By Julian Ku
As we all continue to digest the stunning election results from last week, I continue to focus on ways in which a President Trump could use his substantial powers over foreign affairs in unique and unprecedented ways. Withdrawing from trade agreements could be a major theme of his administration. Somewhat less noticed is the possibility that a President Trump fulfills his campaign promise to recognize Jerusalem as the capital of Israel.
I don’t want to get into the merits of whether Jerusalem is in fact part of Israel under international law. I once wrote a whole legal memo on a topic related to Jerusalem as an intern at the U.S. State Department that is probably gathering dust somewhere, and the contents of which I’ve already largely forgotten.
For our purposes, what matters is that the U.S. Supreme Court recently confirmed in Zivotofsky v. Kerry that the U.S. Constitution grants the President the exclusive power to recognize foreign nations and governments. This power includes, the Court held, the exclusive power to withhold recognition of Jerusalem as the capital of Israel. Congress cannot infringe on this power by requiring, for instance, that the President issue passports designating Jerusalem as part of Israel. Hence, the exclusive recognition power extends to recognizing how far a foreign sovereign’s rule extend, such as whether or not Israel has sovereignty over Jerusalem.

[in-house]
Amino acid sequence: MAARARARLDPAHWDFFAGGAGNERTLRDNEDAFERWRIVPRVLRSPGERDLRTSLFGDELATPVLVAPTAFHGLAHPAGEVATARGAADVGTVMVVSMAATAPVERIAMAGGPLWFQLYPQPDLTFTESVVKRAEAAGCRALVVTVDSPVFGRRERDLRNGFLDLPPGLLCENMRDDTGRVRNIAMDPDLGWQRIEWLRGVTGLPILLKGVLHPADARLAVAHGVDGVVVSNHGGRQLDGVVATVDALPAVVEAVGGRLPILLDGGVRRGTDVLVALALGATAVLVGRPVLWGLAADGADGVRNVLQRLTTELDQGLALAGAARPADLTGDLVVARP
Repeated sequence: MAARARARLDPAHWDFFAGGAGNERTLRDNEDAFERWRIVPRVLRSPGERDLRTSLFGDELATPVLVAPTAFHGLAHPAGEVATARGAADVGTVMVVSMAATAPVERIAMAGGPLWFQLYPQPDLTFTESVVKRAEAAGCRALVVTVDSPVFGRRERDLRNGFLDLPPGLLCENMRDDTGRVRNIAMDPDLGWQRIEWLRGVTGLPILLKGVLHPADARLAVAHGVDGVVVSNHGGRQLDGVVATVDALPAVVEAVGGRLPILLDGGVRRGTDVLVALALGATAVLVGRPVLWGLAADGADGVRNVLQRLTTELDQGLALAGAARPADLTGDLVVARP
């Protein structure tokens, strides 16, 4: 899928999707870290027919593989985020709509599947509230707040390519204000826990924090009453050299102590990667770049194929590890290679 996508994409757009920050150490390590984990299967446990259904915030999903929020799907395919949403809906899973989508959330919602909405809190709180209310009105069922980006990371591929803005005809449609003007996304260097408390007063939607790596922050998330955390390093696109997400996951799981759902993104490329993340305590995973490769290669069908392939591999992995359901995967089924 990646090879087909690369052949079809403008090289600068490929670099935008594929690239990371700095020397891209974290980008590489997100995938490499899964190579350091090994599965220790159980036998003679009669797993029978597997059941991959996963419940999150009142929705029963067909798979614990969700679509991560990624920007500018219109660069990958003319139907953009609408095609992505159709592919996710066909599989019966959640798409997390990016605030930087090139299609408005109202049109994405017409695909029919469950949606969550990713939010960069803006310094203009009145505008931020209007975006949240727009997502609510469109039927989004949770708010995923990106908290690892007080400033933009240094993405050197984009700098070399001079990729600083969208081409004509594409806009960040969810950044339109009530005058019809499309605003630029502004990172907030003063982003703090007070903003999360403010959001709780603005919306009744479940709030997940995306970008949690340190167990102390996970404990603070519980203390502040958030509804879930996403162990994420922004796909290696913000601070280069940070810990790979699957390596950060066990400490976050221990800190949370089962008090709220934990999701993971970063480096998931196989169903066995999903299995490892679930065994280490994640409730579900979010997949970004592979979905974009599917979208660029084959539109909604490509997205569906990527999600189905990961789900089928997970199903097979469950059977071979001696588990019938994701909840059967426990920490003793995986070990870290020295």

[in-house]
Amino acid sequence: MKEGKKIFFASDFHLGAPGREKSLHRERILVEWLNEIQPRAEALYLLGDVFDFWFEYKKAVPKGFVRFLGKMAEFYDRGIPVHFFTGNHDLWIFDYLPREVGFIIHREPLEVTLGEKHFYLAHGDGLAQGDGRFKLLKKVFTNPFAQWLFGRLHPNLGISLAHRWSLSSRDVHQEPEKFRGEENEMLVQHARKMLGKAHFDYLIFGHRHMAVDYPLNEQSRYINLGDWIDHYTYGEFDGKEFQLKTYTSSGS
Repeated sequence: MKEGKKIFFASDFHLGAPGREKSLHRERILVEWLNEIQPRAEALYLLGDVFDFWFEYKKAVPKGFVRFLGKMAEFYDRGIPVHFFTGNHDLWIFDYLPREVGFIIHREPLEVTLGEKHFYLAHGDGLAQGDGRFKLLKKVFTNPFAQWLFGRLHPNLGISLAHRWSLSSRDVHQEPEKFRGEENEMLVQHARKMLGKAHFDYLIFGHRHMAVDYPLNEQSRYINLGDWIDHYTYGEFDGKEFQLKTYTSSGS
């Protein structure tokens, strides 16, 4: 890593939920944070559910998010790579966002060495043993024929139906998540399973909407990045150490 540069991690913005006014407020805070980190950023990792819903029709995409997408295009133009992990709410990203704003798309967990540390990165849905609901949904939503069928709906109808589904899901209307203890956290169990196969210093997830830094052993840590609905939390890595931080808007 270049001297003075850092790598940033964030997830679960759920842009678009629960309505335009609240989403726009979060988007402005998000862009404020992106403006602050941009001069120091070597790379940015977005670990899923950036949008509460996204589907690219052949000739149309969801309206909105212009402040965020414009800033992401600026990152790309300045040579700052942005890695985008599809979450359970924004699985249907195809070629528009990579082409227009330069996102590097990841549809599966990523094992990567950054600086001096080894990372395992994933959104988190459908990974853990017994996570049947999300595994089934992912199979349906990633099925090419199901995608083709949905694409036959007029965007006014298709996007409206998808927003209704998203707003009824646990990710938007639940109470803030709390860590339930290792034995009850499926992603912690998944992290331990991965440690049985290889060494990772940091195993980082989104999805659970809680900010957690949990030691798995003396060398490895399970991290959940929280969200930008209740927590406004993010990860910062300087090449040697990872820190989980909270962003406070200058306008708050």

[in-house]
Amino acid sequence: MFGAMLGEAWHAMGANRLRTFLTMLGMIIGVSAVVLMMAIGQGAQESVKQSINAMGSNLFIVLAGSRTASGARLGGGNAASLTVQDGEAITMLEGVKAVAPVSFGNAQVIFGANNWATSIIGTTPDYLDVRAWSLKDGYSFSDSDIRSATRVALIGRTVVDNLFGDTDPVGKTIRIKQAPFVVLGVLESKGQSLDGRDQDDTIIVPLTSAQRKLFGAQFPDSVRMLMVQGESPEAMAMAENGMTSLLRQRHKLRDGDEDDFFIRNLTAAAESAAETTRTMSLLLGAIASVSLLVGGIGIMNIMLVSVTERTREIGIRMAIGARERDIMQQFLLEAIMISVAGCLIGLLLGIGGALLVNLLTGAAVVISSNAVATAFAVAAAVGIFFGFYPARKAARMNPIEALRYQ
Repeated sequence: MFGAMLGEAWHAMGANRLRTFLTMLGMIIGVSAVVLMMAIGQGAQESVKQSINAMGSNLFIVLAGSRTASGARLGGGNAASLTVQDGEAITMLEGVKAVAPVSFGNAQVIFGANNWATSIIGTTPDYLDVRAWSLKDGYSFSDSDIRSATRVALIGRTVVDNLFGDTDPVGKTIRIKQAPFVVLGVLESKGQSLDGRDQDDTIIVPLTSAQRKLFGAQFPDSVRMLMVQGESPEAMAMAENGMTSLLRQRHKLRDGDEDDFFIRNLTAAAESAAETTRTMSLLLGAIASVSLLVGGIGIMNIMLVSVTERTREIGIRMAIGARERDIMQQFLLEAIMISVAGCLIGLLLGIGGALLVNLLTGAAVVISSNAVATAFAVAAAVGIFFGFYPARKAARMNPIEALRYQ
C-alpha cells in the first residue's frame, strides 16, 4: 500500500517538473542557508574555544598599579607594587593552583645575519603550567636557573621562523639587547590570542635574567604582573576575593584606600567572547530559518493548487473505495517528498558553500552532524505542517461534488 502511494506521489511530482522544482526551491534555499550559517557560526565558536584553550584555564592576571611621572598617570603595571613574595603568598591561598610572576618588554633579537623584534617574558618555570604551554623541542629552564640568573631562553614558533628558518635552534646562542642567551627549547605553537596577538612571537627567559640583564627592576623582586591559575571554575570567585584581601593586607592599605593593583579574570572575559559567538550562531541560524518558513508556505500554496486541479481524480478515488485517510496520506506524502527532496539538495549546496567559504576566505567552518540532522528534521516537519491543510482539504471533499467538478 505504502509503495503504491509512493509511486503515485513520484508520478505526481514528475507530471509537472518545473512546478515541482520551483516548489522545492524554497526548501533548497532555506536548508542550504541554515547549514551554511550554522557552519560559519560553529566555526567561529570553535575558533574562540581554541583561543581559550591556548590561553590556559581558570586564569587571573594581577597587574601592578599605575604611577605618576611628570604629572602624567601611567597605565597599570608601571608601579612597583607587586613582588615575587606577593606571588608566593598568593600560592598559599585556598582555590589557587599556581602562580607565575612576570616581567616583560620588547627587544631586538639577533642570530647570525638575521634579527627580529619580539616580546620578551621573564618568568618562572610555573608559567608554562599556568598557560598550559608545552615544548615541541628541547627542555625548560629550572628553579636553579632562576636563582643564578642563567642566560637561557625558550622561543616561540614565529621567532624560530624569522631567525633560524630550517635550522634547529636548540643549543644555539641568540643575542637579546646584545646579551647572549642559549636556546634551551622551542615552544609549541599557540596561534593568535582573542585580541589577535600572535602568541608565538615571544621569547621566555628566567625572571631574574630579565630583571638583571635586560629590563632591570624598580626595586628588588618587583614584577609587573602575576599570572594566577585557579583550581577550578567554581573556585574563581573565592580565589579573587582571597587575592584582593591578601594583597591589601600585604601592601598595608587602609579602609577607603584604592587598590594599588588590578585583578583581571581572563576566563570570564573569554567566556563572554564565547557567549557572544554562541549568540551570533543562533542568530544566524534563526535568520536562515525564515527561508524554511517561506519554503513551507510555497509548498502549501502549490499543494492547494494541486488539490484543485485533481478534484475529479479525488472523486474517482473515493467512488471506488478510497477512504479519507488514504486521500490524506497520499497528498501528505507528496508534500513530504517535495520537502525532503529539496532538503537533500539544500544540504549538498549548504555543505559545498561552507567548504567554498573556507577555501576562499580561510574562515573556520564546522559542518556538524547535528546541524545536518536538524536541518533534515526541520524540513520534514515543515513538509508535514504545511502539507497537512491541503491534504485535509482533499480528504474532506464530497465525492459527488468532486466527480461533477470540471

The Court’s ruling in Zivotofsky is not exactly controversial. But it seems uniquely relevant as it is entirely plausible that Donald Trump will actually carry out his campaign promise to recognize Jerusalem as the capital of Israel and move the U.S. embassy there. Most U.S. Presidents pledge to do so during their campaigns, and then are advised by their State Department after taking office that to do so would undermine the Middle East peace process or something. This seems less likely if, as rumors suggest, famously pro-Israel former NY mayor Rudolph Giuliani is appointed Secretary of State).
It might also violate U.N. Resolution 242 and other UN resolutions. Certainly, the Palestinian Authority is ready to raise all holy hell if Trump carries out his promise. But the U.S. President is also authorized, under U.S. constitutional law, to violate or abrogate UN Security Council resolutions, if 242 and other resolutions actually prohibited such recognition.
It is also worth noting the President’s recognition power could be applied elsewhere in the world’s many ongoing disputed conflicts. President Trump could, for instance, unilaterally recognize Taiwan as an independent country (assuming Taiwan declared as such). Or he could recognize that Crimea is part of Russia.
Like the swift recognition of Jerusalem, I am not giving an opinion here on whether any of these policies are wise or prudent. I will hazard a guess, however, and say that of all of the recently elected US presidents, Trump is the most likely to go out on a limb and push the “recognition” button in unexpected ways.